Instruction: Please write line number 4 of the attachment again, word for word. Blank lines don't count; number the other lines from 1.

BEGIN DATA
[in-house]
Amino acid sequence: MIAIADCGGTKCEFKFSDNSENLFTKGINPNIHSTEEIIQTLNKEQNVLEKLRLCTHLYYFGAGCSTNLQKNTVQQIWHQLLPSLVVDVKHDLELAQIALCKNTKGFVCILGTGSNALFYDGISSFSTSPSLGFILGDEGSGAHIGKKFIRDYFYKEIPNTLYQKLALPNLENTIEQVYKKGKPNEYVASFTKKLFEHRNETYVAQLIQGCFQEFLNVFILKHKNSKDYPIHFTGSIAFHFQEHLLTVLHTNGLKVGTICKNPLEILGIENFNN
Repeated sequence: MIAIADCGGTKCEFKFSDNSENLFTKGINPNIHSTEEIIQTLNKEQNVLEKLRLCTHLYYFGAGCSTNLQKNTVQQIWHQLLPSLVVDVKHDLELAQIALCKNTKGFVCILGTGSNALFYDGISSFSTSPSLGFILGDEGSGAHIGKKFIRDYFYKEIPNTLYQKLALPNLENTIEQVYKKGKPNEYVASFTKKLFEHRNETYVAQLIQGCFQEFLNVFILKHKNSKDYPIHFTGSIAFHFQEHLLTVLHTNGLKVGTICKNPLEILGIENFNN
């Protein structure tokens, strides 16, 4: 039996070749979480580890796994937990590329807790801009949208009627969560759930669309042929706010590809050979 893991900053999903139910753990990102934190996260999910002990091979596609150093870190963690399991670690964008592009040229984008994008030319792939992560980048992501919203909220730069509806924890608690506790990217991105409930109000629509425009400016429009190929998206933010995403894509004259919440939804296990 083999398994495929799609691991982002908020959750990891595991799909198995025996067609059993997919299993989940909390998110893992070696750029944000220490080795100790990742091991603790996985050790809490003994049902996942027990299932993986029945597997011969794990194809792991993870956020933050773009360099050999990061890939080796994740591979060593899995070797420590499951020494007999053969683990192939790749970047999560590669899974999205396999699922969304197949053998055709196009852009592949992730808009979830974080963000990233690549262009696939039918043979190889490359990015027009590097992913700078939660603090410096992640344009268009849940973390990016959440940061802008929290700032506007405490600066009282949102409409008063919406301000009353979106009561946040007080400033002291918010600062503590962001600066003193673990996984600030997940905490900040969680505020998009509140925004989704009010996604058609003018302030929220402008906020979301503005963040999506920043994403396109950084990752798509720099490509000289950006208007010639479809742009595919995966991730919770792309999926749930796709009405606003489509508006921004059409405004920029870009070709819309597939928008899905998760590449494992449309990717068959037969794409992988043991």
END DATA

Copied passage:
């Protein structure tokens, strides 16, 4: 039996070749979480580890796994937990590329807790801009949208009627969560759930669309042929706010590809050979 893991900053999903139910753990990102934190996260999910002990091979596609150093870190963690399991670690964008592009040229984008994008030319792939992560980048992501919203909220730069509806924890608690506790990217991105409930109000629509425009400016429009190929998206933010995403894509004259919440939804296990 083999398994495929799609691991982002908020959750990891595991799909198995025996067609059993997919299993989940909390998110893992070696750029944000220490080795100790990742091991603790996985050790809490003994049902996942027990299932993986029945597997011969794990194809792991993870956020933050773009360099050999990061890939080796994740591979060593899995070797420590499951020494007999053969683990192939790749970047999560590669899974999205396999699922969304197949053998055709196009852009592949992730808009979830974080963000990233690549262009696939039918043979190889490359990015027009590097992913700078939660603090410096992640344009268009849940973390990016959440940061802008929290700032506007405490600066009282949102409409008063919406301000009353979106009561946040007080400033002291918010600062503590962001600066003193673990996984600030997940905490900040969680505020998009509140925004989704009010996604058609003018302030929220402008906020979301503005963040999506920043994403396109950084990752798509720099490509000289950006208007010639479809742009595919995966991730919770792309999926749930796709009405606003489509508006921004059409405004920029870009070709819309597939928008899905998760590449494992449309990717068959037969794409992988043991």